Who is John the Commonwealth?


A central question the project will need to address in the New Year is the costuming and appearance of Satyre‘s characters.  Chief among these will be John the Commonwealth, and to do so, the team will first have to decide who, or even what, he is.  Information in the play is hardly indicative.  He bursts on to the stage much like the Pauper – “Out of my gate, for God’s sake let me ga!” (2422) – and yet does not suffer the abuse that Pauper does on the basis of his physical presentation, who is subjected to a litany of name-calling such as “False whoreson raggit carl” and told to leave “the field” (1946, 1939).  So is John not “raggit” then?  How does he demonstrate the necessary authority for Diligence to immediately smooth his path towards conference with the king (2434)?  A significant sartorial transformation occurs when his suggested reforms are passed by Parliament at the end of the play and he is absorbed into them – “Here shall they clothe John the Commonweal gorgeously, and set him down amang them in the Parliament” (3802 s.d.).  John now wears a “gay garmoon” but what did he wear before?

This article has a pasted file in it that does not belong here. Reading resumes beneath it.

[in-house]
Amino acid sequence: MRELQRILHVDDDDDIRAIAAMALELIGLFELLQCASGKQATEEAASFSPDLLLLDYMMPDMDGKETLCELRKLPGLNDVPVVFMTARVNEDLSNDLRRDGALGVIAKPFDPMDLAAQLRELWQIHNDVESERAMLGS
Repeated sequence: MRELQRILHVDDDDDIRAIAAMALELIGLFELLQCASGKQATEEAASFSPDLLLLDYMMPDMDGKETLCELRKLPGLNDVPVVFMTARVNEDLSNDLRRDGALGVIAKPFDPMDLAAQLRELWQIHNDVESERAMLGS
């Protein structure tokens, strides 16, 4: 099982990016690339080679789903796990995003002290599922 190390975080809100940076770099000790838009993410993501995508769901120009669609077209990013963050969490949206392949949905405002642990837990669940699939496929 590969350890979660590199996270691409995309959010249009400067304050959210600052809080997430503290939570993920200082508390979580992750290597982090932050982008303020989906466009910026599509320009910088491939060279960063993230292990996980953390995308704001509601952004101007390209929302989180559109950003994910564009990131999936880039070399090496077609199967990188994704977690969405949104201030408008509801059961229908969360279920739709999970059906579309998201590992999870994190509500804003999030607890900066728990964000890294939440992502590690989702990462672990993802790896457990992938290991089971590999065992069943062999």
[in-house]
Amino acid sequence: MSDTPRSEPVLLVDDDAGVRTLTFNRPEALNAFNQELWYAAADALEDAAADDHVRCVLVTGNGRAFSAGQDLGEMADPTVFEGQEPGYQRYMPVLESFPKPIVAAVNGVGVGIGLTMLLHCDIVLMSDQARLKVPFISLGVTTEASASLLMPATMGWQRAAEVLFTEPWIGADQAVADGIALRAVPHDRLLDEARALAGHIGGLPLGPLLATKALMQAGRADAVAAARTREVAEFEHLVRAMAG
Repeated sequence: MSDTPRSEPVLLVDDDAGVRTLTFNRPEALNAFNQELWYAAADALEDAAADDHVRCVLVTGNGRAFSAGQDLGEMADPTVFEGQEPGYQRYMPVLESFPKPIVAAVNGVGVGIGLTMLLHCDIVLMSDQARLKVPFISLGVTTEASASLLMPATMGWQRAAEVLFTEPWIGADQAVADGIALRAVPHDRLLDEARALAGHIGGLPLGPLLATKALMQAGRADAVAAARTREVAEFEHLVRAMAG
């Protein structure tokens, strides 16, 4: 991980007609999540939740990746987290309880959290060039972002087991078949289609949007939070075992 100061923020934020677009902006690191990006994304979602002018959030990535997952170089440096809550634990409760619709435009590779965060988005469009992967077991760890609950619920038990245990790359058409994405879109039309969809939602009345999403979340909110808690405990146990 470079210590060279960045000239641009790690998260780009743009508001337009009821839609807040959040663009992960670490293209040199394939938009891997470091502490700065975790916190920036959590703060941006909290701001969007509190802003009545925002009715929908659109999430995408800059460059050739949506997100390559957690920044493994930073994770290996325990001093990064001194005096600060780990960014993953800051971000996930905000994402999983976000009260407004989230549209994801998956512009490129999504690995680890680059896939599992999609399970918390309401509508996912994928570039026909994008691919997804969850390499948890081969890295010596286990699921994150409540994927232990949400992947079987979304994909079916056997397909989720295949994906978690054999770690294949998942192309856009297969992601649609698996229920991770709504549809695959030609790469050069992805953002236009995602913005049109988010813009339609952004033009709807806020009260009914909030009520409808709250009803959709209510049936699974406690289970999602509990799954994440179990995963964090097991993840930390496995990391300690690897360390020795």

Jean E. Howard and Paul Strohm argue that John is the “indigenous voice of reform” in Ane Satyre and that both he and Pauper are “imagined from within, as internally self-regenerating forces”.  Does this direct us towards some sort of native tradition of Scotland – tartan, kilts. etc – or perhaps even a connection with nature?  John himself says that the commonwealth “want[s] clais” (2445).  As it’s embodiment, does John too? Perhaps he occupies a similar position to the wild man of prose romance on the border between society and the wilderness, his liminal energy informing his ability to tell truth to power.

As a representation of the ‘commonwealth’, Carol Edington has argued against situating John in terms of class, rank or occupation, writing: